Coal Tattoo

Trying to follow the back-and-forth between the United Mine Workers of America and Patriot Coal this week has been a bit like watching a tennis match.

First, we had the UMWA declaring on Wednesday that Patriot officials had “walked out” on negotiations aimed at working out some sort of a deal prior to Patriot implementing its own proposal that was approved by a federal bankruptcy judge. Then that evening, Patriot officials issued their own statement, calling the union’s version of events inaccurate.

It turns out that at least two days of negotiations were called off. Patriot Coal insists the company “requested” what it called a recess so Patriot officials could more fully study the union’s latest proposals. But the union says Patriot didn’t request anything, and that company negotiators walked out of a meeting, saying that they figured they would just go ahead and implement its court-approved plan.

Then just a few minutes ago, there was some good news: UMWA spokesman Phil Smith confirms that negotiations are now scheduled to resume again on Tuesday. Talks will take place just a day after the union’s latest protest, planned for Monday and aimed at Peabody Energy. As the union said earlier:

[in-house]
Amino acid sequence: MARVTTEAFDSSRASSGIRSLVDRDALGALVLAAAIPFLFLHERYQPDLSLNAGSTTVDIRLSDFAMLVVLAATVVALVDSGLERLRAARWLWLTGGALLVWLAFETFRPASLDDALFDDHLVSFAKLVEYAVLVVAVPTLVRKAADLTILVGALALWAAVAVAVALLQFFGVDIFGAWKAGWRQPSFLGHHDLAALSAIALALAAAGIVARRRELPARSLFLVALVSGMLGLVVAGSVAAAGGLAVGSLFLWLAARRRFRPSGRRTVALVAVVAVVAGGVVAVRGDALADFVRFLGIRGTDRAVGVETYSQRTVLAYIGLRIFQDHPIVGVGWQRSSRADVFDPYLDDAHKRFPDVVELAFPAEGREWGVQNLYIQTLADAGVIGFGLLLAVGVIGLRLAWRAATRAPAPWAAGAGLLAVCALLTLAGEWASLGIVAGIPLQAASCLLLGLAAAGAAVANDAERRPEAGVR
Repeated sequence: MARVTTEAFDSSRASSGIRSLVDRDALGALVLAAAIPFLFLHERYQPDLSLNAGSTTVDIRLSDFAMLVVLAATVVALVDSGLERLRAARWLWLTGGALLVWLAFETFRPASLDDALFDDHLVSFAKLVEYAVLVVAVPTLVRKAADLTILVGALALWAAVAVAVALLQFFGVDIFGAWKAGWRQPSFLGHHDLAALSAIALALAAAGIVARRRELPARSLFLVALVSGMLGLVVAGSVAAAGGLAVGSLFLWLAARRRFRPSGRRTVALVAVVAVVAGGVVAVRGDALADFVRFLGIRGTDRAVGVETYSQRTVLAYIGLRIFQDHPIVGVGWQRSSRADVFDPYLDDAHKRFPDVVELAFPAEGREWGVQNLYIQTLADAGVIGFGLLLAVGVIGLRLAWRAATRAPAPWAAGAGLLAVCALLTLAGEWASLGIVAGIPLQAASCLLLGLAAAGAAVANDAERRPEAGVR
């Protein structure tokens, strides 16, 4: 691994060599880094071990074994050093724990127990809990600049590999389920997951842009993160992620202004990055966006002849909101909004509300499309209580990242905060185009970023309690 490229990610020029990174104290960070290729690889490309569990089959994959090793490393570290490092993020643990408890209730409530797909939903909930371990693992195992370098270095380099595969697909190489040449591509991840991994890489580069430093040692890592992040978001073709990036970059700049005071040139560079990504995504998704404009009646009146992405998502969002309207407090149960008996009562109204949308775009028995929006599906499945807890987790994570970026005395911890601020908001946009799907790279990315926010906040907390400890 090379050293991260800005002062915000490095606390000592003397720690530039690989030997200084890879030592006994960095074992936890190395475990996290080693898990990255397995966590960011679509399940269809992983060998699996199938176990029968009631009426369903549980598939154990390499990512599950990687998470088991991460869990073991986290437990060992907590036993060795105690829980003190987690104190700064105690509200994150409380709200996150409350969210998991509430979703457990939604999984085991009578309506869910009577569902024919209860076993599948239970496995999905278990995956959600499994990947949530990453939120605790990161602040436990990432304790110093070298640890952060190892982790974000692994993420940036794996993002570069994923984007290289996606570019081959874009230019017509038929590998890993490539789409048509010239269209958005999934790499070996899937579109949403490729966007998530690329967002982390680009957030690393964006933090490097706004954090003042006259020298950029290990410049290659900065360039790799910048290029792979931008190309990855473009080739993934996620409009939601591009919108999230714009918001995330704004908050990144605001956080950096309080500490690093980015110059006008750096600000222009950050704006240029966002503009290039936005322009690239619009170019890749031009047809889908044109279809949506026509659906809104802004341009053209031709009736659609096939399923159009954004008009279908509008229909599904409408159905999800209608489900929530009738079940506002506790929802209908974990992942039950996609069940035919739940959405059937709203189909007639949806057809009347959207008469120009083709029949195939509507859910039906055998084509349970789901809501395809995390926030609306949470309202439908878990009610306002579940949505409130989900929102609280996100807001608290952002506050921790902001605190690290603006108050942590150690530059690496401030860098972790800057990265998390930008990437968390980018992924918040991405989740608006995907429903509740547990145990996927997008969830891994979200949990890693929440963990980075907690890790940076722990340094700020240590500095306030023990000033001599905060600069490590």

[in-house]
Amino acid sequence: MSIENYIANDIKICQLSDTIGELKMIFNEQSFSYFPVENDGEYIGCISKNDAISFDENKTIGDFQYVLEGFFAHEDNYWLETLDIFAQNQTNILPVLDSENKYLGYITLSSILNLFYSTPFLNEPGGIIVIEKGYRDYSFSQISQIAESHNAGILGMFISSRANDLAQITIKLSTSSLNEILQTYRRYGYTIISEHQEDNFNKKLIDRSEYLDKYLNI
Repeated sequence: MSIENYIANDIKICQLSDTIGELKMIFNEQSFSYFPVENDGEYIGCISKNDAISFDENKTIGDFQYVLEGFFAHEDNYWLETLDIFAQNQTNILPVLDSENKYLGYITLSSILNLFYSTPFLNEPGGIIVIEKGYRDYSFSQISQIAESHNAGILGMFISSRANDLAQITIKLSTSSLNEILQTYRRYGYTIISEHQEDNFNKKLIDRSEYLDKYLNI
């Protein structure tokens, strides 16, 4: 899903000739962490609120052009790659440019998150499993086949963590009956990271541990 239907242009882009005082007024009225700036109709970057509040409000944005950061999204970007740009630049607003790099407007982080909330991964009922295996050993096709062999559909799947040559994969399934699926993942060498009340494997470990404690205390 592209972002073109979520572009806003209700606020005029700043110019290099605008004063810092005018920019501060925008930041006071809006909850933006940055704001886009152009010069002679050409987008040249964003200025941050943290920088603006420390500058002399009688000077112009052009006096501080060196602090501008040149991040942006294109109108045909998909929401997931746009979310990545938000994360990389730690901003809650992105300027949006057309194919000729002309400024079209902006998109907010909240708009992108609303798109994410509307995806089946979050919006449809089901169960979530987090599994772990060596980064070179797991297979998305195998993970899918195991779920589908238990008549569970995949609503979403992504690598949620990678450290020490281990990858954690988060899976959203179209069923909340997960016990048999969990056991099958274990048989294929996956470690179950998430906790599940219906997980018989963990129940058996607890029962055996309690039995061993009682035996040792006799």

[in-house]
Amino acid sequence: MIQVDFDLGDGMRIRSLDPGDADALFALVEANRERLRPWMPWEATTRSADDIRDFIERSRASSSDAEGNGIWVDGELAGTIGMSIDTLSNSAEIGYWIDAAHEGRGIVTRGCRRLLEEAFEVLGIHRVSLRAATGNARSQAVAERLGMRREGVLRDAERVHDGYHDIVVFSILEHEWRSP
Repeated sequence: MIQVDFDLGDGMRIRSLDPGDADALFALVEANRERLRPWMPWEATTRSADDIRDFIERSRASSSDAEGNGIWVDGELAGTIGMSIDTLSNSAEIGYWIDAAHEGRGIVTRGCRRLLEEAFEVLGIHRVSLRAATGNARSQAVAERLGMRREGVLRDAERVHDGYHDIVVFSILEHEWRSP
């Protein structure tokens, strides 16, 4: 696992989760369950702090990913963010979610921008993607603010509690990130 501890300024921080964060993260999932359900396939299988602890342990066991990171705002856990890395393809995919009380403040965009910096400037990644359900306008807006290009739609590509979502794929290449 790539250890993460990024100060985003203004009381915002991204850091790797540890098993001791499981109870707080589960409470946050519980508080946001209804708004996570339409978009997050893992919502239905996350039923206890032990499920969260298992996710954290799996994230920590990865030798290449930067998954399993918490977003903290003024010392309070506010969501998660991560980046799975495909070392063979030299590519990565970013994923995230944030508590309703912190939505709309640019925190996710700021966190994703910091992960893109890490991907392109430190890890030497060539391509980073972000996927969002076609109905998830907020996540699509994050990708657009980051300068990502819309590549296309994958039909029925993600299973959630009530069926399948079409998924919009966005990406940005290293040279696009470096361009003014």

Miners and supporters will rally following a decision by the U.S. Bankruptcy Court to allow Patriot Coal to impose its contract demands on active and retired mine workers. Patriot is the company created by Peabody Energy in 2007 to evade its obligations to retirees, and which later was saddled with similar obligations by Arch Coal.

“The bankruptcy judge may have made her decision about Patriot, but the jury is still out on Peabody and Arch, and that’s why we’ll be in St. Louis again next Monday,” said UMWA President Cecil Roberts. “The leaders of these two companies have schemed to take away health care that was promised to retired miners, and we’re not going to let them get away with it.”

Given what’s at stake here –pay, working conditions and benefits for active miners, retirement and health-care services for retirees, and the viability of a major employer — it certainly seems better to have the two sides talking to each other. But as the UMWA’s Roberts said the other day:

No matter what the events of the next few weeks may bring, this struggle is a long, long way from being over.